Dear Editor,

WHO recommends that newborns be given breast milk only for the first 6 months and that they should continue breastfeeding to two years and over with complementary foods afterwards1. COVID-19 originated in Wuhan, China in December 2019 and unfortunately has spread all over the world to become a pandemic. The International Council of Midwives (ICM) expressed concerns regarding the inappropriate protocols management of the human rights of women in childbirth and breastfeeding in perinatal period during the pandemic2. There is no current evidence showing that specific symptoms appear in the prenatal, natal and postpartum period and are transmitted from mother to fetus or newborn2-5.

WHO, UNICEF, WABA, ILCA’s current recommendation is to continue breastfeeding even with the mother suspected or confirmed to have COVID-19. As before the pandemic, breastfeeding and skin contact are recommended to start immediately after birth. In order to protect and increase the health of the mother and baby, we should encourage and support breastfeeding as before, because we know that breast milk strengthens the immune system of the newborn and protects against some infectious diseases3-5.

Breastfeeding, in general, during infection outbreaks should not be interrupted. Mothers who intend to wean their baby or toddler from the breast should postpone such decisions during this special period, to enable the baby or toddler to benefit from the immune components in breast milk2,4-8.

It is important to remember that during the outbreak, for various reasons, such as the mother’s COVID-19 infection, deprivation of the baby from breast milk can put it at a greater risk. Breast-fed babies will be vulnerable to all infectious diseases, especially COVID-19, without the protective proteins that the mother’s body actively produces against COVID-19 during the illness and which pass into breast milk and the immune substances naturally found in breast milk4-8.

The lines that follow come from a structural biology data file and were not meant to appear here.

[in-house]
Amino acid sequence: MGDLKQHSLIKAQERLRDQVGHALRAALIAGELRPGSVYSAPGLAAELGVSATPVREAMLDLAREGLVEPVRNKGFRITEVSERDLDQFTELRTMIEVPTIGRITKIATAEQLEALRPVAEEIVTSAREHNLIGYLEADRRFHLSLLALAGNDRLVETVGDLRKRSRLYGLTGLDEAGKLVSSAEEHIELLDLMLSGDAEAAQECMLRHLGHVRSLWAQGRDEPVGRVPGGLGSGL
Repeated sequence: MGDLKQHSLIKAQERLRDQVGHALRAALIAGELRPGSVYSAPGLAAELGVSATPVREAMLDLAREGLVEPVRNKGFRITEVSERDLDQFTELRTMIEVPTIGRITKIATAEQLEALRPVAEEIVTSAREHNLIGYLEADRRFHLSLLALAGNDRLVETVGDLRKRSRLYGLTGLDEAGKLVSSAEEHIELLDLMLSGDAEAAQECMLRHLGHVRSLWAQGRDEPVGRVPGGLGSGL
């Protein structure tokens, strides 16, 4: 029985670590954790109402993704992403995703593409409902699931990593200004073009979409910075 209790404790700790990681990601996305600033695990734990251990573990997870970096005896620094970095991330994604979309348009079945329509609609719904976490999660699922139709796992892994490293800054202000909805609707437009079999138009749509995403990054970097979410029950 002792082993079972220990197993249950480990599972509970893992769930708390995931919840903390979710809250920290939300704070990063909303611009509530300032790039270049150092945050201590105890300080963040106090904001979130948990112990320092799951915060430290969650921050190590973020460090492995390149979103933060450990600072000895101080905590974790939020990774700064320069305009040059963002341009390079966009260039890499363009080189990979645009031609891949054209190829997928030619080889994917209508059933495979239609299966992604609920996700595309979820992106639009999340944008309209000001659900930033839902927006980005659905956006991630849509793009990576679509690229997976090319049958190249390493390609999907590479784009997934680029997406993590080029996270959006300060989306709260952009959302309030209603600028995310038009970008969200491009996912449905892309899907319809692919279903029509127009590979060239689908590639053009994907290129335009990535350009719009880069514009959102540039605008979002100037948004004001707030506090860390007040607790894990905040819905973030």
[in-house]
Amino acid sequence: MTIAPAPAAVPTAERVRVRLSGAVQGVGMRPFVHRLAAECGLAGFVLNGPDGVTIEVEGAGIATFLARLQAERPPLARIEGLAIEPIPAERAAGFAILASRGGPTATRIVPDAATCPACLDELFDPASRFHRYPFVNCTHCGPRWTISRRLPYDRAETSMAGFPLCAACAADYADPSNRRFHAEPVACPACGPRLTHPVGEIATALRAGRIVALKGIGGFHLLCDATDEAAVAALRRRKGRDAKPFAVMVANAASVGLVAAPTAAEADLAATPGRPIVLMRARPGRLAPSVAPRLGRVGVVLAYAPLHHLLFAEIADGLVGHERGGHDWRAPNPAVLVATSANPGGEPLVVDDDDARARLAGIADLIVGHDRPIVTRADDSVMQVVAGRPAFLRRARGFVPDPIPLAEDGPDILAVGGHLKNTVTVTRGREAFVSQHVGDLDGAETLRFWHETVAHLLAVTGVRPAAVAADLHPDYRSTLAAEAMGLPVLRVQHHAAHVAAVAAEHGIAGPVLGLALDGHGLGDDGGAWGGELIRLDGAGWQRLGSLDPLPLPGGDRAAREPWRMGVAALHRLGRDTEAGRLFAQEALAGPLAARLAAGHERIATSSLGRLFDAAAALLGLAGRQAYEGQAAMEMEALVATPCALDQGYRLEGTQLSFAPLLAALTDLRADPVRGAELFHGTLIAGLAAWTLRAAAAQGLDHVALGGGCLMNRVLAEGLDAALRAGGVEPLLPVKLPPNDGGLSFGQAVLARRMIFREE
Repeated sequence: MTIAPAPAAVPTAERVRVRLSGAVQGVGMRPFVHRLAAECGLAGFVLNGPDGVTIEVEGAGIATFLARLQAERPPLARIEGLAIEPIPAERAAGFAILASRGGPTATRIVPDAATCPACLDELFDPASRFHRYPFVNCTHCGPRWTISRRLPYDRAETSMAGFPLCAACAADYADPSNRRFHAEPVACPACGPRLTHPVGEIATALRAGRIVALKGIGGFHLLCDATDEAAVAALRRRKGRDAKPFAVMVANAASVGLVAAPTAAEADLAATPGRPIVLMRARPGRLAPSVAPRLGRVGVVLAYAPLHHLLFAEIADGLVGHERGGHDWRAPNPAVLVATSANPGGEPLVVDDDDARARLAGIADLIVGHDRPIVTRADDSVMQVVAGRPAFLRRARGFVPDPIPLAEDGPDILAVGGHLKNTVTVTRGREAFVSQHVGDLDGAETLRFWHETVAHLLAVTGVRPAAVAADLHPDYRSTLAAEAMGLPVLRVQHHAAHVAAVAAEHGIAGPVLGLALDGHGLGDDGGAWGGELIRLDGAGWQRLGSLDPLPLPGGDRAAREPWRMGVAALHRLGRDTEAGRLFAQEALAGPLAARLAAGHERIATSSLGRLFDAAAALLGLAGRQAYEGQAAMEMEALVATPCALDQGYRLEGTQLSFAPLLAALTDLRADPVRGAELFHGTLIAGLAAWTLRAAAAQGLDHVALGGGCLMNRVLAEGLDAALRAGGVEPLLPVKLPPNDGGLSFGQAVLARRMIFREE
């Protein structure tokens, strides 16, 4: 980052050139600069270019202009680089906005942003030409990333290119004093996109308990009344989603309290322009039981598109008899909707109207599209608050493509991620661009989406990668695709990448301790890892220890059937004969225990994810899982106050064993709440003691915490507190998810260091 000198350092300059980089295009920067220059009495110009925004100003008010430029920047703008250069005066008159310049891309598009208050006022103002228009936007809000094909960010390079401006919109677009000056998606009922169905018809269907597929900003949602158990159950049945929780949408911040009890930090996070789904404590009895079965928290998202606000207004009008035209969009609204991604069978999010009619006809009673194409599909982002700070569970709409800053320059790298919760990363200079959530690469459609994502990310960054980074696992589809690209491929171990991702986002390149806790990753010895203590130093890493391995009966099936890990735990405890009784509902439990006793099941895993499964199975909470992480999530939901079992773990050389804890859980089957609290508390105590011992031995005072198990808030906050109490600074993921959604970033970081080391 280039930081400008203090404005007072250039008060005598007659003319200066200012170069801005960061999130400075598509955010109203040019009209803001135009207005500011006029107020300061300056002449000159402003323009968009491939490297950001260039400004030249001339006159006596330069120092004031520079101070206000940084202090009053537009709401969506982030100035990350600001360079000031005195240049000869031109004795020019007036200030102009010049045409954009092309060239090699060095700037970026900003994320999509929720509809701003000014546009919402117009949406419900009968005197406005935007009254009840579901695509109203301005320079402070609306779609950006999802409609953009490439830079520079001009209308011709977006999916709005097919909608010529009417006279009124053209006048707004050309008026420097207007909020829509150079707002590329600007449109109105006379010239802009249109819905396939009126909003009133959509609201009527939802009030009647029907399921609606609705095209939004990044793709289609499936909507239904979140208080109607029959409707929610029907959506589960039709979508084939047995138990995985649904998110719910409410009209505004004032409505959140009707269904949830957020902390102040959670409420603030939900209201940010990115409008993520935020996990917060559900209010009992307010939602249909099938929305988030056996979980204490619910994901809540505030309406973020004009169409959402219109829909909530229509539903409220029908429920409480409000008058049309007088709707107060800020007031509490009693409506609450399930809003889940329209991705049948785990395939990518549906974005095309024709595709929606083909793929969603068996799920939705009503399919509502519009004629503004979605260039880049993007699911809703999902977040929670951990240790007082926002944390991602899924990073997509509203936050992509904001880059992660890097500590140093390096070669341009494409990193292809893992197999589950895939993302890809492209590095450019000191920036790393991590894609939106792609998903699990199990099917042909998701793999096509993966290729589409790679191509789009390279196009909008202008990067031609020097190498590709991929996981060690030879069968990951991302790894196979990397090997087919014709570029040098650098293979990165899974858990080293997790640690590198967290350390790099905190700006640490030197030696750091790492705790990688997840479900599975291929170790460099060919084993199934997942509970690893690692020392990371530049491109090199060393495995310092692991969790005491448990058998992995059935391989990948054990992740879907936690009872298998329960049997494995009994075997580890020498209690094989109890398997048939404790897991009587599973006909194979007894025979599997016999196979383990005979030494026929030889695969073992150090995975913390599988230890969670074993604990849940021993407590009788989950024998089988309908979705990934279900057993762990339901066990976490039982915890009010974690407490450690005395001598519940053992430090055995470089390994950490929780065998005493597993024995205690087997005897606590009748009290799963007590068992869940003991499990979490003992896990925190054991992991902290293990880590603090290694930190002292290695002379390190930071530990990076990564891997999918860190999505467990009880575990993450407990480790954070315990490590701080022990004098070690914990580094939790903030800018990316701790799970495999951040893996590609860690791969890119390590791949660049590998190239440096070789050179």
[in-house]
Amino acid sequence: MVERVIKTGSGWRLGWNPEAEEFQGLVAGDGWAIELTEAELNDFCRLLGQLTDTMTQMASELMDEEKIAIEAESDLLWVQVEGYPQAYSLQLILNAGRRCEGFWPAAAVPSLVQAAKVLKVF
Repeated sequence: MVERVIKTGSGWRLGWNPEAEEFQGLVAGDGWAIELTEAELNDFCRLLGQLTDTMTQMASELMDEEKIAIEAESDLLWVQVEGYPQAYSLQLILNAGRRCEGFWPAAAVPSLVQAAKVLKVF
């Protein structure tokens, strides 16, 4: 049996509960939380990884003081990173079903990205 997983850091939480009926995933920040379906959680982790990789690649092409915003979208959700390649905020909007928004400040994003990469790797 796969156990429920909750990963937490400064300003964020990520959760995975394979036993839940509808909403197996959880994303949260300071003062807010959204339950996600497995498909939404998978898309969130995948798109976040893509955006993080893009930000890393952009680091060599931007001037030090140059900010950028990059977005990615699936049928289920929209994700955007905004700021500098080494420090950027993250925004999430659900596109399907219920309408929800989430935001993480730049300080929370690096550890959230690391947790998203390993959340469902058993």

Breastfeeding should not be interrupted in the presence of a contact history of the breastfeeding mother with a person diagnosed with COVID-19 infection. She should continue breastfeeding by taking the necessary precautions, which are: 1) mother wearing a mask while breastfeeding or milking; 2) effective washing of the hands for 20 seconds before breastfeeding; 3) frequent ventilation of the environment; 4) washing clothes at 60–90°C with normal detergent; and 5) drinking plenty of fluids, balanced diet and regular sleep4-8. COVID-19 (+) breastfeeding mother should be treated at home. WHO advise that breastfeeding should be continued, paying attention to hygiene rules instead of separating the mother and baby4-8.

Midwives are primary responsible health personnel to protect and promote the health of the mother, baby and society, as before the pandemic. In this pandemic process, like other healthcare professionals, midwives work in the frontline to protect and improve maternal, infant and community health. Midwives will continue to support breastfeeding and initiation of breastfeeding after birth as always and everywhere1-4.

Maternal care professionals support mother and newborn best, but maternity care professionals also need to be supported. In this pandemic process, the European Midwives Association (EMA) emphasizes that national and EU officials guarantee protection and ensure acceptable working conditions for midwives, so that they can focus on safer and respectful family centered care now more than ever before9. Also, midwives, as key professionals in understanding the healthcare and complexities of women in COVID-19, exist to provide a theoretical assessment of ‘medicalized terminology’ and supportive philosophy10.

Consequently, there is no obstacle to breastfeeding in the presence of confirmed or suspected COVID-19 infection. The initiation of breastfeeding and its continuation to protect the health of the babies and the mothers is important not only during normal times but also during a pandemic.